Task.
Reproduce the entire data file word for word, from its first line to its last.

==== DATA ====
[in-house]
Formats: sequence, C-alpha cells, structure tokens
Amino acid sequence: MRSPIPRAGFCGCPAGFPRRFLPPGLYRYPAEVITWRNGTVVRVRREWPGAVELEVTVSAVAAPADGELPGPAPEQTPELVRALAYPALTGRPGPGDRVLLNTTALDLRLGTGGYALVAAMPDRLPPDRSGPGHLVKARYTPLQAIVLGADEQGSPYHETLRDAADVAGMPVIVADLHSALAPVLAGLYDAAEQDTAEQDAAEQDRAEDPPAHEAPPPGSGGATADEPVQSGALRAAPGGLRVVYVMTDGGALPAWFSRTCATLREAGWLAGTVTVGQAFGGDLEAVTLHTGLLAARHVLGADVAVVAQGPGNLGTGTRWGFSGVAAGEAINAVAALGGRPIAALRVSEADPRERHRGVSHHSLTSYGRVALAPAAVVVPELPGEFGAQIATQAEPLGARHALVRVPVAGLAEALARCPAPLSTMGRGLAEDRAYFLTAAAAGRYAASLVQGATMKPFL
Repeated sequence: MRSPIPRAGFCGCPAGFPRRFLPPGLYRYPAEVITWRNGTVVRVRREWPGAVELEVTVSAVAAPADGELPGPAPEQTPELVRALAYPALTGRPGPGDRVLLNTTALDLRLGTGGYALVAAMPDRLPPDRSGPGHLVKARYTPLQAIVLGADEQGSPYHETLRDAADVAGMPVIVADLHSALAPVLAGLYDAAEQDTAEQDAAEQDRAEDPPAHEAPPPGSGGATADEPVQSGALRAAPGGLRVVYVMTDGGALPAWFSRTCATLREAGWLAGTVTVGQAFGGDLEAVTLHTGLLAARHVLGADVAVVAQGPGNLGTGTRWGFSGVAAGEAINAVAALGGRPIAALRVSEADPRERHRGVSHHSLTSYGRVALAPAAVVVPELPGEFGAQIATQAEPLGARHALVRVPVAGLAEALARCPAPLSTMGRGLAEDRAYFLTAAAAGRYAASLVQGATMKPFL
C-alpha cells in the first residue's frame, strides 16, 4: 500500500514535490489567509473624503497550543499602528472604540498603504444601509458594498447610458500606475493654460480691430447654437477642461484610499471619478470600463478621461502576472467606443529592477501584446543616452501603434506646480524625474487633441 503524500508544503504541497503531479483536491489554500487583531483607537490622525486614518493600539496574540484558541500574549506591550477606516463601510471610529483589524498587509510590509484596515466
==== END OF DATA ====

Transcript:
[in-house]
Formats: sequence, C-alpha cells, structure tokens
Amino acid sequence: MRSPIPRAGFCGCPAGFPRRFLPPGLYRYPAEVITWRNGTVVRVRREWPGAVELEVTVSAVAAPADGELPGPAPEQTPELVRALAYPALTGRPGPGDRVLLNTTALDLRLGTGGYALVAAMPDRLPPDRSGPGHLVKARYTPLQAIVLGADEQGSPYHETLRDAADVAGMPVIVADLHSALAPVLAGLYDAAEQDTAEQDAAEQDRAEDPPAHEAPPPGSGGATADEPVQSGALRAAPGGLRVVYVMTDGGALPAWFSRTCATLREAGWLAGTVTVGQAFGGDLEAVTLHTGLLAARHVLGADVAVVAQGPGNLGTGTRWGFSGVAAGEAINAVAALGGRPIAALRVSEADPRERHRGVSHHSLTSYGRVALAPAAVVVPELPGEFGAQIATQAEPLGARHALVRVPVAGLAEALARCPAPLSTMGRGLAEDRAYFLTAAAAGRYAASLVQGATMKPFL
Repeated sequence: MRSPIPRAGFCGCPAGFPRRFLPPGLYRYPAEVITWRNGTVVRVRREWPGAVELEVTVSAVAAPADGELPGPAPEQTPELVRALAYPALTGRPGPGDRVLLNTTALDLRLGTGGYALVAAMPDRLPPDRSGPGHLVKARYTPLQAIVLGADEQGSPYHETLRDAADVAGMPVIVADLHSALAPVLAGLYDAAEQDTAEQDAAEQDRAEDPPAHEAPPPGSGGATADEPVQSGALRAAPGGLRVVYVMTDGGALPAWFSRTCATLREAGWLAGTVTVGQAFGGDLEAVTLHTGLLAARHVLGADVAVVAQGPGNLGTGTRWGFSGVAAGEAINAVAALGGRPIAALRVSEADPRERHRGVSHHSLTSYGRVALAPAAVVVPELPGEFGAQIATQAEPLGARHALVRVPVAGLAEALARCPAPLSTMGRGLAEDRAYFLTAAAAGRYAASLVQGATMKPFL
C-alpha cells in the first residue's frame, strides 16, 4: 500500500514535490489567509473624503497550543499602528472604540498603504444601509458594498447610458500606475493654460480691430447654437477642461484610499471619478470600463478621461502576472467606443529592477501584446543616452501603434506646480524625474487633441 503524500508544503504541497503531479483536491489554500487583531483607537490622525486614518493600539496574540484558541500574549506591550477606516463601510471610529483589524498587509510590509484596515466